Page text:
It was a strange thing, that. He didn’t feel embarrassed—well, he rarely did, so that was nothing new—but he didn’t feel defensive either, there was nothing to defend against, nothing to justify, he just felt, well, light. Light. Light’s the word. As in not weighty. Just, you know, airy. Comfortably airy. Just eyes looking at eyes, with a touch of inevitability. Just a twist. Looking at being looked at.
Maybe there was a cat, after all, and maybe it had got his tongue, he thought, or said, for she smiled at that, and said, “Looks like it.”
“Tongue and clue-less, you’re looking at him.”
She did. She scrutinized him, as if looking for something. She said nothing, though.
“Look,” he said, in possession of his tongue after all. “I’m not very good at this, but, you know, I was a little worried about you. I’m used to taking this shit in one form or another all the time, but I thought…”
He noticed that little recoil again, this time at “shit” and wondered, then decided, that yes, it was genuine, it wasn’t an act. She didn’t like foul language.
“But I thought,” he started up again, “perhaps you. Well, I can take it. I take it all the time, but I couldn’t take seeing you, seeing you get the same, the same,” looking frantically for a shit synonym and came up with “garbage” which he thought was a bit lame, but it would have to do.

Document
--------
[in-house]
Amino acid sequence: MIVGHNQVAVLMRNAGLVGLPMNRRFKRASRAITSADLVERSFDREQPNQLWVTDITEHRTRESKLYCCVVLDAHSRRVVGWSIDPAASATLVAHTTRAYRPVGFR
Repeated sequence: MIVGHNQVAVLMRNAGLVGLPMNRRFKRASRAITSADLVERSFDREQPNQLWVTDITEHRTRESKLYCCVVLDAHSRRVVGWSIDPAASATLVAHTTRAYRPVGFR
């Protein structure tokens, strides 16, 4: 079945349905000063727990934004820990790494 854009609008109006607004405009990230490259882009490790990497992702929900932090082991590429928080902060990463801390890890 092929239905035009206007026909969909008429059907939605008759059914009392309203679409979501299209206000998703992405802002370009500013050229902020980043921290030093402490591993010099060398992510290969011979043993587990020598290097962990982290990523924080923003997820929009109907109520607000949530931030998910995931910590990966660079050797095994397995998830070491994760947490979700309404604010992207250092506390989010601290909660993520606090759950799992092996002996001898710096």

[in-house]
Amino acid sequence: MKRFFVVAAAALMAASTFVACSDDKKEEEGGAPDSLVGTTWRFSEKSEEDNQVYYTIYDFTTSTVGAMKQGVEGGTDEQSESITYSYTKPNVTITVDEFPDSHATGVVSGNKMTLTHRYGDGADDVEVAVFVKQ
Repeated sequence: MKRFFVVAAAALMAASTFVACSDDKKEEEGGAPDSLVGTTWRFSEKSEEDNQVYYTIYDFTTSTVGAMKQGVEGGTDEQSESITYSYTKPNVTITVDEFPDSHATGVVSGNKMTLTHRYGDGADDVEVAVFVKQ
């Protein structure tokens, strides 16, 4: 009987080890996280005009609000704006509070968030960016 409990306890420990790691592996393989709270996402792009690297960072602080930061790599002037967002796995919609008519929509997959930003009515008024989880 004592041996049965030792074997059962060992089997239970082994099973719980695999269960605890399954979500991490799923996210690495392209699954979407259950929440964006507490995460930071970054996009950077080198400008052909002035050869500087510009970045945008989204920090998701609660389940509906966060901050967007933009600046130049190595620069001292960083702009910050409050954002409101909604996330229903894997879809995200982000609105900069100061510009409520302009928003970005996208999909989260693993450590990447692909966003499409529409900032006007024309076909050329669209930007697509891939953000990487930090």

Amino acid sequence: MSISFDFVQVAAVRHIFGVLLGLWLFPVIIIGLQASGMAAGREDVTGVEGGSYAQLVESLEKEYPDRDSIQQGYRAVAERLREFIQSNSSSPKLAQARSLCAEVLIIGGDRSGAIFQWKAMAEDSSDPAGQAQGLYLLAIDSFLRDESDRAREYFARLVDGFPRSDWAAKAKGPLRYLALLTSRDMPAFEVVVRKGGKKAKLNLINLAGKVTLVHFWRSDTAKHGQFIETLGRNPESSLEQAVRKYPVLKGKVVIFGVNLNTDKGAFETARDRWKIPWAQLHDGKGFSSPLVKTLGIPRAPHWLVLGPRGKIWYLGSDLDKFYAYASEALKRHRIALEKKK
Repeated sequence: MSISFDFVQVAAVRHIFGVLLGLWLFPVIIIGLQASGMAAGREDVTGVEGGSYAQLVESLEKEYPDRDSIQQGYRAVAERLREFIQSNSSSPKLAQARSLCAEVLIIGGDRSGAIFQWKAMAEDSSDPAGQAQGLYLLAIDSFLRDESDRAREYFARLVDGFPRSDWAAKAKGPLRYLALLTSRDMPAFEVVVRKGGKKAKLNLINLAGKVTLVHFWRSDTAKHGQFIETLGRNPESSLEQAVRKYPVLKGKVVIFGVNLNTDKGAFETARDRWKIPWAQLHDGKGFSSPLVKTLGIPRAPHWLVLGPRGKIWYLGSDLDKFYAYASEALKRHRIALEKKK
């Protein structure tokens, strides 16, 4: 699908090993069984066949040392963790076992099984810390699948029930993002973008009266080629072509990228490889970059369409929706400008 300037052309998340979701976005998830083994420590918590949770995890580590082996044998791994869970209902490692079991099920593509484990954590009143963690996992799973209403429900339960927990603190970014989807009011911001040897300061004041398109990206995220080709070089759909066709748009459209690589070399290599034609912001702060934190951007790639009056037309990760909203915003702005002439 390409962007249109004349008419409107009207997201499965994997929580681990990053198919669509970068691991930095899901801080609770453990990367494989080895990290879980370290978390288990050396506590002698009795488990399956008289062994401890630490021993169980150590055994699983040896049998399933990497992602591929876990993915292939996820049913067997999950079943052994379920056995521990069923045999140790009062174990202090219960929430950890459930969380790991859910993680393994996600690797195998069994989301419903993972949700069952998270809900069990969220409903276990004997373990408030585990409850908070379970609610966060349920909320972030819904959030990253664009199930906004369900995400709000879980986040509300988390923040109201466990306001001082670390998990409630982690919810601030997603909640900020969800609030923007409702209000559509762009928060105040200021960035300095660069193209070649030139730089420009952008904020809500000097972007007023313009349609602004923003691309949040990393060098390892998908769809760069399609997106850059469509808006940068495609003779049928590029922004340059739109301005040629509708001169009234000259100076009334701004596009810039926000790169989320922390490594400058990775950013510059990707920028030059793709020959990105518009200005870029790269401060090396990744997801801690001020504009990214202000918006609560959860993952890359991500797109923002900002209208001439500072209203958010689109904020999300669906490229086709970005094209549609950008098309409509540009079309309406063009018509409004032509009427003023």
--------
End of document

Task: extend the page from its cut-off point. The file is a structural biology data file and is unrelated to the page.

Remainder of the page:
“It’s all right,” she said. “I pretty used to it as well.”
When he didn’t answer, she added, “Not as bad as tonight, maybe, but all the same, the same, well, garbage, in one form or another, most nights. Especially with open bars,” suddenly looking down at her hands as if aware that she had just used his synonym for, well.
Silence fell again, and again it was unnervingly comfortable. Harry had definitely entered unchartered territory. Comfort. What was up with that?
“What’s your name,” he said at length.
“Harriet,” she said.
“You have got to be kidding,” he said.
“Yes. What’s wrong with Harriet?”
He walked over to her, then stuck out his 1:1.5 hand, and she, without rising, held out hers. A nice clasping, quite informally formal. “Harry,” he said, and bowed ever so slightly. “Pleased to meet you.”
“Harry?” she said. Dropped his hand. “You have got to be kidding.”
“What’s wrong with Harry?” he said, and for the first time in ages truly felt like smiling, then did.
She smiled a little, too, then slipped off the laundry sack and landed noiselessly on the floor. Almost his size.
“I’ve got to get back,” she said. “I’m in enough trouble as it is.”
Her hair was very dark, and long, he decided (it was pinned up at the back, under her white waitress cap, just like a nurse’s hair). The smell of lily of the valley entered him sweetly.
“Lily of the valley,” he said.
“Sure,” she said.
“Got a good nose,” he said. Meaning his own. Tapping it with his 1:1.5 left index finger, then said, “So you do get a lot of garbage here?”
“A fair amount, yes.” Anxious now to get going.
“So, why do you, do you…?”
“Well, for one it beats sympathy.”
“Listen, Harry,” she smiled again at that strange coincidence, “I’ve got to get back.”
Then Harry, much to his amazement, heard himself say, “Let’s escape.”
“Escape. Run away.”
She looked at him, then around the corridor as if to see if someone else could hear this lunatic. “What are you saying? Run away? Are you crazy?”